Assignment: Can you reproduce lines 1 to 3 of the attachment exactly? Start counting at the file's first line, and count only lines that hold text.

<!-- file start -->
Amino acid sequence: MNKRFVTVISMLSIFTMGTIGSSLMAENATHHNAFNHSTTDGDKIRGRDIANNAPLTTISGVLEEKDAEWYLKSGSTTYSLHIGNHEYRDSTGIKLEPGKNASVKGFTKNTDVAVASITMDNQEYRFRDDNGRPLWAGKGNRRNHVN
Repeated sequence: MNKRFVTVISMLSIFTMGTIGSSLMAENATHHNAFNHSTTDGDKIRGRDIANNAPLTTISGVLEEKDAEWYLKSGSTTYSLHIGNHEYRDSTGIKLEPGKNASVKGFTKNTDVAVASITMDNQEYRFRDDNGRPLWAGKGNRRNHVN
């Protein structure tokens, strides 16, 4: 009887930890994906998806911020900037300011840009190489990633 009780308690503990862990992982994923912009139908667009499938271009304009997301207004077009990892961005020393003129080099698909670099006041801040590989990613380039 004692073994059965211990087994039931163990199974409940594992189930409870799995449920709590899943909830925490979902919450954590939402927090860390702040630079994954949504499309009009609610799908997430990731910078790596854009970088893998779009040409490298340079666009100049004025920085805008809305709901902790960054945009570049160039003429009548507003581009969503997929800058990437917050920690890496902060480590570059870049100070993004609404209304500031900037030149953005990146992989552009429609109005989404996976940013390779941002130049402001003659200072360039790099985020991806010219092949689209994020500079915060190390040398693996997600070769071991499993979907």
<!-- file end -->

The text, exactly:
Amino acid sequence: MNKRFVTVISMLSIFTMGTIGSSLMAENATHHNAFNHSTTDGDKIRGRDIANNAPLTTISGVLEEKDAEWYLKSGSTTYSLHIGNHEYRDSTGIKLEPGKNASVKGFTKNTDVAVASITMDNQEYRFRDDNGRPLWAGKGNRRNHVN
Repeated sequence: MNKRFVTVISMLSIFTMGTIGSSLMAENATHHNAFNHSTTDGDKIRGRDIANNAPLTTISGVLEEKDAEWYLKSGSTTYSLHIGNHEYRDSTGIKLEPGKNASVKGFTKNTDVAVASITMDNQEYRFRDDNGRPLWAGKGNRRNHVN
């Protein structure tokens, strides 16, 4: 009887930890994906998806911020900037300011840009190489990633 009780308690503990862990992982994923912009139908667009499938271009304009997301207004077009990892961005020393003129080099698909670099006041801040590989990613380039 004692073994059965211990087994039931163990199974409940594992189930409870799995449920709590899943909830925490979902919450954590939402927090860390702040630079994954949504499309009009609610799908997430990731910078790596854009970088893998779009040409490298340079666009100049004025920085805008809305709901902790960054945009570049160039003429009548507003581009969503997929800058990437917050920690890496902060480590570059870049100070993004609404209304500031900037030149953005990146992989552009429609109005989404996976940013390779941002130049402001003659200072360039790099985020991806010219092949689209994020500079915060190390040398693996997600070769071991499993979907």